NIMA's National Information Library (NIL), launched in July 2000, will eventually store five years of digital imagery and archive 25 million images requiring 6600TB of storage, SGI officials say. The NIL relies almost exclusively on commercial off-the-shelf (COTS) hardware and software, including SGI Origin 2000 server technology, company officials say.

"Since its start, the NIL program has faced unique computational requirements that stretch the capabilities of available computing technology," says Cookie Watkins, NIL program manager at NIMA. "The NIL has successfully met the challenging needs for large computational performance, scalability, and sustained gigabyte-size I/O by deploying leading-edge SGI Origin 2000 server technology."

The SGITM Origin server family is used for high-performance, computationally intensive applications in business, government, and the scientific and technical communities, SGI officials say. Use of MIPS processors, combined with the SGITM IRIX operating system and the SGI NUMA architecture in a 64-bit scalable server environment, enables the SGI Origin family to scale to thousands of processors, providing the opportunity to seamlessly grow as customer requirements demand, company officials claim.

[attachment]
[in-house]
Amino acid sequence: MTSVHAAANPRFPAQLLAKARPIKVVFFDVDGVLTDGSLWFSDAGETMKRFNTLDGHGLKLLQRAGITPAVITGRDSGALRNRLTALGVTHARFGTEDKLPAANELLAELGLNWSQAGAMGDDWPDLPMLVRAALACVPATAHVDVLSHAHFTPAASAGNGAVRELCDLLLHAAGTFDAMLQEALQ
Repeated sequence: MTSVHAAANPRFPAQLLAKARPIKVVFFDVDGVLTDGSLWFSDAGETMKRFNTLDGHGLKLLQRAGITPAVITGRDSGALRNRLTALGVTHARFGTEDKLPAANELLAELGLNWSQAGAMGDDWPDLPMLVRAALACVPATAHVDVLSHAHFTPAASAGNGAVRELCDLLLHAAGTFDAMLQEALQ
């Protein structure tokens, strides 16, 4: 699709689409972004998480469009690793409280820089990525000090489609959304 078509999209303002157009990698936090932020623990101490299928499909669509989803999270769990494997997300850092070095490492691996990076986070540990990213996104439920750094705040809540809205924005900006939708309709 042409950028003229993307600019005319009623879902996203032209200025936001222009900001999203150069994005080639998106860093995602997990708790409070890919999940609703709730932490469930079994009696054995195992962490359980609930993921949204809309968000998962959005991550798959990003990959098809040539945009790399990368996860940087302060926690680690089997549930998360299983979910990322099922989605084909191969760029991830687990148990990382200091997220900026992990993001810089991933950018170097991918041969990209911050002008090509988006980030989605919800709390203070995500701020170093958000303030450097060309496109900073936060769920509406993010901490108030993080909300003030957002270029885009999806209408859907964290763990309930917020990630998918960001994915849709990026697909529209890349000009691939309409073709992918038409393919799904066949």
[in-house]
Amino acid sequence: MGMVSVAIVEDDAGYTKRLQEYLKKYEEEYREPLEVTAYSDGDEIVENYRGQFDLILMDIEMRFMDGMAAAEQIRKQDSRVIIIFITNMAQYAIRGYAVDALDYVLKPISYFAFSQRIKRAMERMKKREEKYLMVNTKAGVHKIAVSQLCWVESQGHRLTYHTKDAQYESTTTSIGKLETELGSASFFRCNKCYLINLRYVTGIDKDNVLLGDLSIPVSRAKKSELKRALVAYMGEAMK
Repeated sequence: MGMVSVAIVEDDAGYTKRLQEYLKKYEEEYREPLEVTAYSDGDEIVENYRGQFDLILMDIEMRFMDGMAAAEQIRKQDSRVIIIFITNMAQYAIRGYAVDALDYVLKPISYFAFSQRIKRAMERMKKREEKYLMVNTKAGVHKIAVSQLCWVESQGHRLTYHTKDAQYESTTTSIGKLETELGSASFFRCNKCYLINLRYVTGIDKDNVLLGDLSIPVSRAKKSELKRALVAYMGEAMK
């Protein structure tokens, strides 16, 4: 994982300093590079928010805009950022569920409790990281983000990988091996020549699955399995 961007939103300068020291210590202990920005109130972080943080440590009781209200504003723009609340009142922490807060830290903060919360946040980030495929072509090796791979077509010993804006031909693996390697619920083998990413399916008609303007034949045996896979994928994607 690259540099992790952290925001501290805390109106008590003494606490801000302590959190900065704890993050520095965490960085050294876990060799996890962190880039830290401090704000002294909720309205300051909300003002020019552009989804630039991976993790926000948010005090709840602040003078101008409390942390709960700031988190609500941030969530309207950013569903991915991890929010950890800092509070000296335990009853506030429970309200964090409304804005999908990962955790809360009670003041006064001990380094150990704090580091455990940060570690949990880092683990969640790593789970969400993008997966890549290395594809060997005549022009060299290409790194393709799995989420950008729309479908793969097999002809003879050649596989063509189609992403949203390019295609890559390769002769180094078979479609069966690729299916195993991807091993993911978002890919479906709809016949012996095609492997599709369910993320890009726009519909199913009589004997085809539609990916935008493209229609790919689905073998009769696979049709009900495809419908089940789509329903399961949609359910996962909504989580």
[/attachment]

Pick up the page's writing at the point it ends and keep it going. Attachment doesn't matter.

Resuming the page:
"NIMA has leveraged SGI's expertise in scalable server architectures and big data problems in order to ensure the reliable and timely delivery of products to NIMA's customers," Watkins says. "To date, hundreds of SGI processors and systems have been deployed at many locations in support of the program's mission. Superior SGI server technology and SGI's strong support have played a major role in our success."

"NIMA has a unique set of processing and solution requirements that has always pushed us to develop capabilities beyond the norm," says John Burwell, senior director for government industry at SGI. "Geospatial information systems, with requirements to acquire, process, archive and exploit large amounts of data, fit the sweet spot of scalable, high-bandwidth SGI compute and collaborative visualization solutions."

The NIL is part of the NIMA library family that includes the Command Information Libraries (CILs) and Image Product Libraries (IPLs). The CILs are smaller sets of the same hardware used for the NIL and provide storage and retrieval of imagery to the military commands, SGI officials say. The smallest member of the library family, IPLs provide seamless ordering, access, storage and dissemination of imagery to the lowest echelons in the services' command, control, communications, computers and intelligence architectures. IPLs are installed throughout the world.

The NIMA libraries are a key element of the U.S. Imagery and Geospatial Information Service (USIGS)-an extensive network of systems used by the DOD and the intelligence community to share and exploit imagery, imagery intelligence, and geospatial information.

For more information on SGI Origin servers contact the company on the World Wide Web at http://www.sgi.com.